Literal Truth: Why Miers’ Heart is a Qualification
When President Bush nominated Harriet Miers to the Supreme Court, he said that he knew her heart. That recommendation is the only real qualification that has been put forward for Miers: She has no judicial experience, no academic experience in constitutional law, and no public writings worth mentioning. Attorney/client privilege prevents her from talking about her only relevant job experience (as White House counsel), so President Bush’s testimony about her heart is the whole story.
I don’t want to get into the back-and-forth speculation about how she would vote on Roe v. Wade or any other issue the Court is likely to decide in the next few decades. I just want to unwrap the idea that her “heart” is a qualification. Why would that notion occur to anyone? You would not, after all, choose a brain surgeon, an airline pilot, or a clean-up hitter solely on the basis of “heart”. Why a Supreme Court justice? Why would you think that training and experience are not necessary?
There’s an answer to this question, but the professional pundits don’t seem to know it: In the worldview of fundamentalist religion, texts interpret themselves. Expertise just gets in the way.
You can see this most clearly with regard to the Bible. Conservative Christians have been fighting a war against academic Biblical scholarship since Spinoza published his Theological/Political Treatise in 1670. (In America, the struggle goes back to Thomas Paine’s The Age of Reason.) In order to understand the Bible, a modern fundamentalist does not need to know ancient languages, ancient history, or any method of textual criticism. All that stuff just clouds the issue, because (even in the King James translation) the Bible just says what it says. You don’t need to interpret it, you should just read it literally.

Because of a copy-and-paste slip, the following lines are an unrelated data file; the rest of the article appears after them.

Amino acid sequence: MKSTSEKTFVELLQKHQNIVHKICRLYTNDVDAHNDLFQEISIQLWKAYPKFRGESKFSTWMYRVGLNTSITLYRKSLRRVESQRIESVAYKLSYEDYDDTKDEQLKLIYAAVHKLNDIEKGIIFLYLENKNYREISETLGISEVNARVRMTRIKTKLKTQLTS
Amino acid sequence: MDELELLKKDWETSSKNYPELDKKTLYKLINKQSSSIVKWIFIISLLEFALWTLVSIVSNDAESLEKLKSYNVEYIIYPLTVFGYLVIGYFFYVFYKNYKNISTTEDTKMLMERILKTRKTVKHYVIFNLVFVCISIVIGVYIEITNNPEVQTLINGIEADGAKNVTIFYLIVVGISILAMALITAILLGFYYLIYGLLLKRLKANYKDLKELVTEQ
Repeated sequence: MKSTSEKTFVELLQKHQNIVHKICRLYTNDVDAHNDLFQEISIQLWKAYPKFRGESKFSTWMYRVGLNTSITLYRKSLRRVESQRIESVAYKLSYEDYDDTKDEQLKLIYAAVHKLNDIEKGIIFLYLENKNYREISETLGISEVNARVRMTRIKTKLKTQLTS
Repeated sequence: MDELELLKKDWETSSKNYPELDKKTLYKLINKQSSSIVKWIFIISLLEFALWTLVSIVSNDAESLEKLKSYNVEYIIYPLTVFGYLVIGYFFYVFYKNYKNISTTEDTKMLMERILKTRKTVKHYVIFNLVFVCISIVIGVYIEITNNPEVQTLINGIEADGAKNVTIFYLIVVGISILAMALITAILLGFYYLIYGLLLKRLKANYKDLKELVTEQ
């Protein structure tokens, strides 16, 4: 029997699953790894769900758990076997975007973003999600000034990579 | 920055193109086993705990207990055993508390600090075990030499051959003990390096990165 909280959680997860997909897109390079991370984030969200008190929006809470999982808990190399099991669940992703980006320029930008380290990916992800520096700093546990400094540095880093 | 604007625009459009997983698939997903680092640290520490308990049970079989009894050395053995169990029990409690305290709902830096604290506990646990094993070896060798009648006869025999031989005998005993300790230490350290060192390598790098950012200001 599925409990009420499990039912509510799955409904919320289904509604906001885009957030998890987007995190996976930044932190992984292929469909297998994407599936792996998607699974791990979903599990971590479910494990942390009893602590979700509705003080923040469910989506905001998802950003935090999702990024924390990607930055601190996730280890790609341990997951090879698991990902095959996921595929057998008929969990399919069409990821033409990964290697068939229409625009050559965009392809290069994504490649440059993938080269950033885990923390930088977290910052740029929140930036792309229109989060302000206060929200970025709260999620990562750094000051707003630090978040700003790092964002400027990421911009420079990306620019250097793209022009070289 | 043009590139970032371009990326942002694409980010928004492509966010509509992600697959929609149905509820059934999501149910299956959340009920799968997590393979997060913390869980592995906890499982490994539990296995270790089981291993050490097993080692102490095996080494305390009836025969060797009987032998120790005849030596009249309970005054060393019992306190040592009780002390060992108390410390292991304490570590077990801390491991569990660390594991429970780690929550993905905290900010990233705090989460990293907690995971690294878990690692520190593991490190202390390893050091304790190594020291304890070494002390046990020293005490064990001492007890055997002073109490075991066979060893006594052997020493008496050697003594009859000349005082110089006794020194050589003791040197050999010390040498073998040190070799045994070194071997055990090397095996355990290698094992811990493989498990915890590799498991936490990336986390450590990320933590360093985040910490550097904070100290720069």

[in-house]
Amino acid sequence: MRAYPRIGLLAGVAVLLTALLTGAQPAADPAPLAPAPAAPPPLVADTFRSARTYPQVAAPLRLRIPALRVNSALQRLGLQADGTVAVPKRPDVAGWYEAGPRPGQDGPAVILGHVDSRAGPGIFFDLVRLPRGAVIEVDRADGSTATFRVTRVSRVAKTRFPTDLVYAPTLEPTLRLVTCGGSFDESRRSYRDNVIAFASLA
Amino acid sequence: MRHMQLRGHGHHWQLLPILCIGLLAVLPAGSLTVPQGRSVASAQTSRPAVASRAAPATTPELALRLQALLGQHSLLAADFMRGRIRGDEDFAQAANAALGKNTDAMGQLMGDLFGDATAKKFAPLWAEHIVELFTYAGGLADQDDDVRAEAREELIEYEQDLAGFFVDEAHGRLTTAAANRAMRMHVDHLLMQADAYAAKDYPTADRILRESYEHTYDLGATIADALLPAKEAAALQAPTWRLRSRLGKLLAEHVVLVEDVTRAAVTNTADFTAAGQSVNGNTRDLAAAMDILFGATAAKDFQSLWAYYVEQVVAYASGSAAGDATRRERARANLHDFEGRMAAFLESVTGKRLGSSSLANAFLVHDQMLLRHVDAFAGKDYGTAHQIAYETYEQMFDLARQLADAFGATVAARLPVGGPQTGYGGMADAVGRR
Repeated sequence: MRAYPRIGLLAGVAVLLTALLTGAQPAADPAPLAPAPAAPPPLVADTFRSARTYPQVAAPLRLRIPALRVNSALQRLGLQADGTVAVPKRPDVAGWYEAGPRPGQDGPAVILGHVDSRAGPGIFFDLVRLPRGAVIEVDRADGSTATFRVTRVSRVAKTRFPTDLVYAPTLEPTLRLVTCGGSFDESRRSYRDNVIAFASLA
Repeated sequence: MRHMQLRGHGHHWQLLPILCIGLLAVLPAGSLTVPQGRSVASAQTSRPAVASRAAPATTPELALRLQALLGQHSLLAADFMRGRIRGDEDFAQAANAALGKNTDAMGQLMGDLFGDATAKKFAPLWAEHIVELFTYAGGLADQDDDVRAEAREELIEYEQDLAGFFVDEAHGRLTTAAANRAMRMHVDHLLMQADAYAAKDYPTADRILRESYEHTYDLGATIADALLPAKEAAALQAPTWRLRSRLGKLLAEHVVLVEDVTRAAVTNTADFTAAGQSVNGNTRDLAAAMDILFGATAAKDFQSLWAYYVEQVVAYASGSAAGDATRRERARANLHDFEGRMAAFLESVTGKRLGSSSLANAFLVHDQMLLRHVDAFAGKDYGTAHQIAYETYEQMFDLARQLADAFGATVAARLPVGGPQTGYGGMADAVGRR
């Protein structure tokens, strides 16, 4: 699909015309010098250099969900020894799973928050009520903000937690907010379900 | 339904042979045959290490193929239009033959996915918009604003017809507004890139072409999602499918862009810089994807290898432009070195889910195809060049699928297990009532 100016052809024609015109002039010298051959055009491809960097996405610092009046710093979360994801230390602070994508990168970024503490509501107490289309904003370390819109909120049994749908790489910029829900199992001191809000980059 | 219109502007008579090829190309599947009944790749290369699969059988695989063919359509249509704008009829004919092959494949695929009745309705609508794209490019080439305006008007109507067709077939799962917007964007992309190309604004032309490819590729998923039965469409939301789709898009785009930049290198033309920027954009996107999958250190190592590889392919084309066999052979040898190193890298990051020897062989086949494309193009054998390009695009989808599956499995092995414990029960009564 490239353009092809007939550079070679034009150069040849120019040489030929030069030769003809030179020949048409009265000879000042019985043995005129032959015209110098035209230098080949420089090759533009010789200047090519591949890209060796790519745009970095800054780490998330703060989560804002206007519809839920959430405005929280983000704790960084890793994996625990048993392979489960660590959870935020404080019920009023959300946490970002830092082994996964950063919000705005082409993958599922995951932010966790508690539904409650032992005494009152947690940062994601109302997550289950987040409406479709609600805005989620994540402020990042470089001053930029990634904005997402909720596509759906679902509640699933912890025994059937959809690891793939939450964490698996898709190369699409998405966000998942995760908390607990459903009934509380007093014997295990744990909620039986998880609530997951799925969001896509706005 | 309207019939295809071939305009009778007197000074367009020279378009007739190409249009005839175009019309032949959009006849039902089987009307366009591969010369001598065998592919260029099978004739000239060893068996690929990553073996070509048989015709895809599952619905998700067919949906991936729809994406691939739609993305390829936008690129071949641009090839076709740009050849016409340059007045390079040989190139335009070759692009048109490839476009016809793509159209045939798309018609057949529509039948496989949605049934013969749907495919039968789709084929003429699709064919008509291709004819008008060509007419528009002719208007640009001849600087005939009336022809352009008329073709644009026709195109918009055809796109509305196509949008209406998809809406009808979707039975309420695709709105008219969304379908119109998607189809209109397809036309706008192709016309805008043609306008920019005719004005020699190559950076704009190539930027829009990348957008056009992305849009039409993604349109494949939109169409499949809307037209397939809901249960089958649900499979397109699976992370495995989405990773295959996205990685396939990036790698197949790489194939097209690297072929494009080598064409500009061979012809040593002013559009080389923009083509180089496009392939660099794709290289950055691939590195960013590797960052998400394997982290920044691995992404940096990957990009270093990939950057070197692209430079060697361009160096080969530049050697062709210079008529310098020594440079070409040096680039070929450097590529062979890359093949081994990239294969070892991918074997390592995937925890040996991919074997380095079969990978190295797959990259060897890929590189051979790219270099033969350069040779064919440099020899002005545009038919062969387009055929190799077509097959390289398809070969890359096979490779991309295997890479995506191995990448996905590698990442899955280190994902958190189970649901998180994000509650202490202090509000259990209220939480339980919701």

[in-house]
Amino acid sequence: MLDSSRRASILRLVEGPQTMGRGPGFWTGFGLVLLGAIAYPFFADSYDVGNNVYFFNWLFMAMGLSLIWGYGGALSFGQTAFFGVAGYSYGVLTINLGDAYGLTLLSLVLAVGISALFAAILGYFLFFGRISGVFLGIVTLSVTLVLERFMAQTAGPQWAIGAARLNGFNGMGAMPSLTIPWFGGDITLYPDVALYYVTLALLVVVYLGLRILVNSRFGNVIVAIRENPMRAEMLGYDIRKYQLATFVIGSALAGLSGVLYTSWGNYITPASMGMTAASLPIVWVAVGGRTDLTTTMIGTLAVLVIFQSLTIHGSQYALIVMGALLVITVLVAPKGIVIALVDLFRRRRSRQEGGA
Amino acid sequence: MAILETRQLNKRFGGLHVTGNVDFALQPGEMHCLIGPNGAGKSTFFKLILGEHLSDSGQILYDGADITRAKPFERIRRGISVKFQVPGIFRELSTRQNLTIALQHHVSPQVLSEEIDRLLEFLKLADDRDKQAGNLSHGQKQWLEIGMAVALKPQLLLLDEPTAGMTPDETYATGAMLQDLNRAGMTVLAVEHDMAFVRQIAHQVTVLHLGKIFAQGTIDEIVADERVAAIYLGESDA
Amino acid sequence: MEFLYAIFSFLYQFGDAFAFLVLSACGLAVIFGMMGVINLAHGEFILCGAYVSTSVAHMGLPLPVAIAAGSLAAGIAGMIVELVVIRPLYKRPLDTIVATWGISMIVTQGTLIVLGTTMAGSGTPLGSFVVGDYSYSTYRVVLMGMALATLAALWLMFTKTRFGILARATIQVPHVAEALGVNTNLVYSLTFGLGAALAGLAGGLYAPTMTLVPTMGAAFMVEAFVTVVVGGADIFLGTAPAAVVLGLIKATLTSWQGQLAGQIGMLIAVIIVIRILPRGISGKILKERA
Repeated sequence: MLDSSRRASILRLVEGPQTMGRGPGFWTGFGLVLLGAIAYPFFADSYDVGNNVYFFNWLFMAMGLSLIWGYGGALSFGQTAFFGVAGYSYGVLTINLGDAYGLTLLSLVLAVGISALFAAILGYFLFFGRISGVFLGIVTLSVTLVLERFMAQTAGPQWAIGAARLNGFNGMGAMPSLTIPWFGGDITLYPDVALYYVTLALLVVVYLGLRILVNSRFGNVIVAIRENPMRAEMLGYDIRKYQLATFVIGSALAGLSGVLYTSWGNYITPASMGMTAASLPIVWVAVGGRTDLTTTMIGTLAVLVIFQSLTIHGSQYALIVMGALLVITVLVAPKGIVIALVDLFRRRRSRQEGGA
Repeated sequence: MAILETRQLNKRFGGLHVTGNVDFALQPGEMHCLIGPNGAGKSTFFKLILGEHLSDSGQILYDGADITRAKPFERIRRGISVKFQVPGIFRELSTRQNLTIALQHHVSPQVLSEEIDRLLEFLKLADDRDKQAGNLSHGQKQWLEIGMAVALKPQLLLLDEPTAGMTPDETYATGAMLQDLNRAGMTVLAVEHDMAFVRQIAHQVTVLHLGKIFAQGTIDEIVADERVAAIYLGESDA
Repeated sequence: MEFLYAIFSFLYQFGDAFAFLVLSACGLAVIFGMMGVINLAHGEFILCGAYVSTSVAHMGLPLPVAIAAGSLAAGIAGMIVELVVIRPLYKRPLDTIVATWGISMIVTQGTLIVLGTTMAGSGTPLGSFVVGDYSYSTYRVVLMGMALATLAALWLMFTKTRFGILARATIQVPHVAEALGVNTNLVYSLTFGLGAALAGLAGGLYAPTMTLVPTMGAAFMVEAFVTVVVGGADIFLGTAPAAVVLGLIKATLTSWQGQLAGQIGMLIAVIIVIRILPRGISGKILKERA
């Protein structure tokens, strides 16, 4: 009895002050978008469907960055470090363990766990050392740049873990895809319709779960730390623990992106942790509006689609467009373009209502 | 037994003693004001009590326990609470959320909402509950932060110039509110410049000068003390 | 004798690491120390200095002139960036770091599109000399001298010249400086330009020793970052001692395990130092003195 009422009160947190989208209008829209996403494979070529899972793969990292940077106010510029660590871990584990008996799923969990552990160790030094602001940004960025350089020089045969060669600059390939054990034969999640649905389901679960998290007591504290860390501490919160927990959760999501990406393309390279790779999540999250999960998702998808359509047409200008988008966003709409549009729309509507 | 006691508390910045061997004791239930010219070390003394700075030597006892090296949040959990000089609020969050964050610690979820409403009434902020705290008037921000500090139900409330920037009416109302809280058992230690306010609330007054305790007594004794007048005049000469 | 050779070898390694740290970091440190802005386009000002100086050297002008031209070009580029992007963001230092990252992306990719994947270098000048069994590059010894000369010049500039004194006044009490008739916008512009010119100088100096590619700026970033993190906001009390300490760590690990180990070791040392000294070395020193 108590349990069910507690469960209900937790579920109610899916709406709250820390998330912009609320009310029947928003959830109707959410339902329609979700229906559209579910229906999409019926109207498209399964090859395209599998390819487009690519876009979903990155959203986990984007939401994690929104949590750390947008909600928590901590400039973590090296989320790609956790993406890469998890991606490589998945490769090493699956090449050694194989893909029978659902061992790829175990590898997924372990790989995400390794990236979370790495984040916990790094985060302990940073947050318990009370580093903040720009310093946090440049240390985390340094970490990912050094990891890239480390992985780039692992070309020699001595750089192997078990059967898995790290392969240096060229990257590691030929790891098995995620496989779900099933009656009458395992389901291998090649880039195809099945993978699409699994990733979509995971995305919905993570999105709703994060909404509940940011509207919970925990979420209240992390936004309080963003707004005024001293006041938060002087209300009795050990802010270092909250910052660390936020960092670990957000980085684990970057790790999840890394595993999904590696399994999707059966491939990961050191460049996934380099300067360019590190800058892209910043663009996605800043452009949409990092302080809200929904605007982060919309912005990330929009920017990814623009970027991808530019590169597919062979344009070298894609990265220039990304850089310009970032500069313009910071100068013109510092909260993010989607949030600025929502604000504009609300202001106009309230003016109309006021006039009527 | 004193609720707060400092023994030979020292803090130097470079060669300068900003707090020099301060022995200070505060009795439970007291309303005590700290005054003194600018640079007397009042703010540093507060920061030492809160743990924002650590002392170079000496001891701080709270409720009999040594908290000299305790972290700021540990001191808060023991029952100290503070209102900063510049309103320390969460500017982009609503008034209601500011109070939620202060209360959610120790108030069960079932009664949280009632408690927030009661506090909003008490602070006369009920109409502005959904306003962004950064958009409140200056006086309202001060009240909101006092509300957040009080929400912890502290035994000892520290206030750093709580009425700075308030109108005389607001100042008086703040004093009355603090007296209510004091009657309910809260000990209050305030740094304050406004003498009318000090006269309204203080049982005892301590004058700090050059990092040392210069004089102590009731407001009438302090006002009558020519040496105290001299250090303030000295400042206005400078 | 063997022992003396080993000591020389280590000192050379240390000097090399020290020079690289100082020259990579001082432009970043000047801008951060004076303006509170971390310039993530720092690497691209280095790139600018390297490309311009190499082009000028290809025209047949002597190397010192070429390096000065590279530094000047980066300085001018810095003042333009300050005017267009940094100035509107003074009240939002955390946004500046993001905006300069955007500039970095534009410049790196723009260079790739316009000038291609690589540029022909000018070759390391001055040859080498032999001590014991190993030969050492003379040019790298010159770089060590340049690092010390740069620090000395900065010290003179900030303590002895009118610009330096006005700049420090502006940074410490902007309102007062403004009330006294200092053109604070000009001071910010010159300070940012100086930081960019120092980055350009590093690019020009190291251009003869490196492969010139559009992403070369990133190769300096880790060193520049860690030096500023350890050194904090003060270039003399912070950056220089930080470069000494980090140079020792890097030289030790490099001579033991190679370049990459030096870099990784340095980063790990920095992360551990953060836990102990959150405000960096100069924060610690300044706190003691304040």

Now, it only takes a few seconds of thought to see that this view is nonsense. For example, the author of The Gospel According to John is clearly making some kind of metaphor when he writes: “In the beginning was the Word.” And interpreted literally, the parables of Jesus are not very interesting. (Who really cares what happens when a sower goes out to sow his seed anyway?)
But this is exactly the kind of academic reasoning that puts a mote in the eye of faith. To grasp the Bible’s true meaning, a fundamentalist doesn’t need to get a degree in Biblical Studies, she just needs to read the text and let it speak directly to her heart. If she has a good heart – one that is not muddled by vices like intellectual pride – she’ll see the truth.
This is a familiar argument to fundamentalists, and it easily makes the transition from religion to law. The sin of the so-called “liberal activist judges” is that they don’t read the Constitution literally. Like the Bible, the Constitution interprets itself. It says what it says. The “right to bear arms” means exactly that – and don’t confuse matters by inventing some artificial distinction between flintlock rifles and M-16s, or wondering what that phrase about “a well-regulated militia” is doing there. And if the phrase “right to privacy” isn’t in the Constitution, end of story. You can’t read it if it isn’t there. Using the Ninth Amendment to argue in favor of “implied rights” (like the right to breathe air, for example – another omission of the Founders), is just liberal sophistry.
In short, a good fundamentalist judge doesn’t need any education beyond the simple ability to read. Training in legal interpretation is actually a bad thing, because it gives you intellectual pride. It tempts you to think you know better than the Founders, and to read things into the text that aren’t really there. So don’t give us some Harvard-educated genius with a long list of publications in academic journals.
Just give us a woman with a good heart.
19 October 2005
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